How much time each day are you spending on things that take away from interpreting studies? Let’s dig into what is going on in your day and how data governance can solve some of your biggest daily frustrations.
You are a neuroradiologist and arrive at your computer to log into the PACS. Once you get your worklist up, you begin working on the first study of the day, labeled as a CT Head. Quickly, you see there is also a Neck and now you must spend the first minute of the study rearranging the unexpected neck images. You manually drag images where you want to put them relative to everything else you are looking at. Your hanging protocol didn’t work – again.
This unexpected mistake by the technologist is annoying. Already, on the first study of the day, your workflow has been broken. But you can still create your report. This study will make its way downstream and eventually get to the billing department to submit for reimbursement. The study remains labeled as a CT Head and unless you point out to the QC tech to change it, or change it in the RIS yourself, it will go unbilled. The Billing Department doesn’t see the images to know there is an added Neck, they are reading what came through the system and will most likely fall prey to the technologist’s mistake.
Getting Started (Again)
Back to you. You have just completed rearranging the protocol and get interrupted by a phone call that takes 90 seconds. Once that is over, you refocus on the study and begin interpreting the images to create your report.
There is something you notice on the image that appears to be an anomaly in the upper neck and your hospital has an AI solution to help with diagnosing it, but there is no analysis present. You investigate the reason why by calling the PACS Administrator. Turns out it didn’t get sent to the AI application because it was only labelled as a CT Head. The PACS Admin logs in and routes the appropriate series to the AI application to get an analysis. This requires a 3-minute wait to get the results back and then you can continue reporting the study. You get a phone call halfway through and 45 seconds later you are off the call and wrap up your findings and complete your report.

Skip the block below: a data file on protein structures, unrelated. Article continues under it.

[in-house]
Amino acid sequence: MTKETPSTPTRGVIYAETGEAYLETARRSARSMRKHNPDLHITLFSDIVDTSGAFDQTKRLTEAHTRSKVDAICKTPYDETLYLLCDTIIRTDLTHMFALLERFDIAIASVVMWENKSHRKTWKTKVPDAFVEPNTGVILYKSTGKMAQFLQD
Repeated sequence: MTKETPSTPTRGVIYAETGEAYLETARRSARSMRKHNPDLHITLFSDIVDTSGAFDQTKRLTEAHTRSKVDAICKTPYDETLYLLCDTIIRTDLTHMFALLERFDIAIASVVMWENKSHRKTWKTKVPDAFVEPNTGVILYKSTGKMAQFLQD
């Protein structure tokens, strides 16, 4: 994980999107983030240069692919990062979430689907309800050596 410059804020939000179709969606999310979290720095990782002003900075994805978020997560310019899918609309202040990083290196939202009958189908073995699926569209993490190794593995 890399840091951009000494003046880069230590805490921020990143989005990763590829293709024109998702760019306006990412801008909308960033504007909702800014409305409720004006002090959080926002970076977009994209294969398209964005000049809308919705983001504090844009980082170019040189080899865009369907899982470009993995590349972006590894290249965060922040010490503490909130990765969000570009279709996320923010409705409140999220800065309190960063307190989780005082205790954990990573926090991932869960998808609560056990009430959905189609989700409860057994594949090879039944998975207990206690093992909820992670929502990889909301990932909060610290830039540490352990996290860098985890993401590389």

You begin to dictate your findings and impressions but before you are complete a co-worker is waiting for you to ask a question about an image of an artery. You answer their question, correct any mistakes from the diction, and finally hit submit.
The next study populates, and it is an Abdomen. As you are a neuroradiologist, you understand this got routed incorrectly. You get interrupted with a phone call. One minute later you call the PACS Admin to get it fixed and to the right place.
You continue to work through the 100 studies you will have queued for the day, hoping for minimum interruptions and for protocols to be displayed correctly. But, given that your hanging protocols are broken in more than 50% of cases and you get interrupted over 50% of your reporting time , your hopes for a smooth day are not likely.
Data Governance Can Make Life Less Frustrating
There are solutions that solve these challenges and data governance is the first step in moving forward. By standardizing data coming from the modality, you immediately save time on workflow issues. Studies are correctly routed, hanging protocols work, worklists are accurate, and you will feel better about your work with less frustration and become more efficient. Deploying a data governance solution solves the problem of interoperability and begins the process of creating a real-world evidence database.